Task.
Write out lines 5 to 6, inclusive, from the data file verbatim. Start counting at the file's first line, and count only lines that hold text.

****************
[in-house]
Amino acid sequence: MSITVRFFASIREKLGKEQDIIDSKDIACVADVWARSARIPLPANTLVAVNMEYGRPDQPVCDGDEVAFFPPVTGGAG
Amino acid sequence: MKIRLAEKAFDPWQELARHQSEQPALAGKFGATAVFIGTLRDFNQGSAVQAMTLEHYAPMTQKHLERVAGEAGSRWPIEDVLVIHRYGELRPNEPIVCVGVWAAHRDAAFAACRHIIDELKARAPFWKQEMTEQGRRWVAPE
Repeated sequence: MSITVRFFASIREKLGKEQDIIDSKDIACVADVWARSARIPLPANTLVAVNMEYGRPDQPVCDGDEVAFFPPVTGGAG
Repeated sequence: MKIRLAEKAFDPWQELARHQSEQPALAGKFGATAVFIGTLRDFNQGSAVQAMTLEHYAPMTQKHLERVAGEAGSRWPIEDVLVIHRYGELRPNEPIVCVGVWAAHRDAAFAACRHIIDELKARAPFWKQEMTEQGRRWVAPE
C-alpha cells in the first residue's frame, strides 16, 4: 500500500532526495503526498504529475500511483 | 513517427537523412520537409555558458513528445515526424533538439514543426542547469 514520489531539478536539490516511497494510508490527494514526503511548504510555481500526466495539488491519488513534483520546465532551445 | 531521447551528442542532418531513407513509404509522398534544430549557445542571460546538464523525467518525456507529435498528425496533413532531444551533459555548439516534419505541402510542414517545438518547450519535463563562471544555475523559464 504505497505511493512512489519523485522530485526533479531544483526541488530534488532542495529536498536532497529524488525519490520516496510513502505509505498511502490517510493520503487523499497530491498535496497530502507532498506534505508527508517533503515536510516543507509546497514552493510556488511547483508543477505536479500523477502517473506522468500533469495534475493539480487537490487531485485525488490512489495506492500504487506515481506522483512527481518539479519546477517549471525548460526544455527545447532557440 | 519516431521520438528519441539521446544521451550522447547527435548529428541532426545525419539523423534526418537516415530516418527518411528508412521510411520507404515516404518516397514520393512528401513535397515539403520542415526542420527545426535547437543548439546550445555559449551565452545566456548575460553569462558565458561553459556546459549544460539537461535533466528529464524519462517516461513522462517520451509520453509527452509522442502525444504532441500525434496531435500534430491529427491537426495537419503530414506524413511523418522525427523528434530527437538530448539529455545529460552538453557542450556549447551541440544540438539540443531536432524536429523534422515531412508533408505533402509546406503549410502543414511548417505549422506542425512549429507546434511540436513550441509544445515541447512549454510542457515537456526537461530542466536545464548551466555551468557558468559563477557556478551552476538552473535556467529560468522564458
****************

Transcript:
Repeated sequence: MKIRLAEKAFDPWQELARHQSEQPALAGKFGATAVFIGTLRDFNQGSAVQAMTLEHYAPMTQKHLERVAGEAGSRWPIEDVLVIHRYGELRPNEPIVCVGVWAAHRDAAFAACRHIIDELKARAPFWKQEMTEQGRRWVAPE
C-alpha cells in the first residue's frame, strides 16, 4: 500500500532526495503526498504529475500511483 | 513517427537523412520537409555558458513528445515526424533538439514543426542547469 514520489531539478536539490516511497494510508490527494514526503511548504510555481500526466495539488491519488513534483520546465532551445 | 531521447551528442542532418531513407513509404509522398534544430549557445542571460546538464523525467518525456507529435498528425496533413532531444551533459555548439516534419505541402510542414517545438518547450519535463563562471544555475523559464 504505497505511493512512489519523485522530485526533479531544483526541488530534488532542495529536498536532497529524488525519490520516496510513502505509505498511502490517510493520503487523499497530491498535496497530502507532498506534505508527508517533503515536510516543507509546497514552493510556488511547483508543477505536479500523477502517473506522468500533469495534475493539480487537490487531485485525488490512489495506492500504487506515481506522483512527481518539479519546477517549471525548460526544455527545447532557440 | 519516431521520438528519441539521446544521451550522447547527435548529428541532426545525419539523423534526418537516415530516418527518411528508412521510411520507404515516404518516397514520393512528401513535397515539403520542415526542420527545426535547437543548439546550445555559449551565452545566456548575460553569462558565458561553459556546459549544460539537461535533466528529464524519462517516461513522462517520451509520453509527452509522442502525444504532441500525434496531435500534430491529427491537426495537419503530414506524413511523418522525427523528434530527437538530448539529455545529460552538453557542450556549447551541440544540438539540443531536432524536429523534422515531412508533408505533402509546406503549410502543414511548417505549422506542425512549429507546434511540436513550441509544445515541447512549454510542457515537456526537461530542466536545464548551466555551468557558468559563477557556478551552476538552473535556467529560468522564458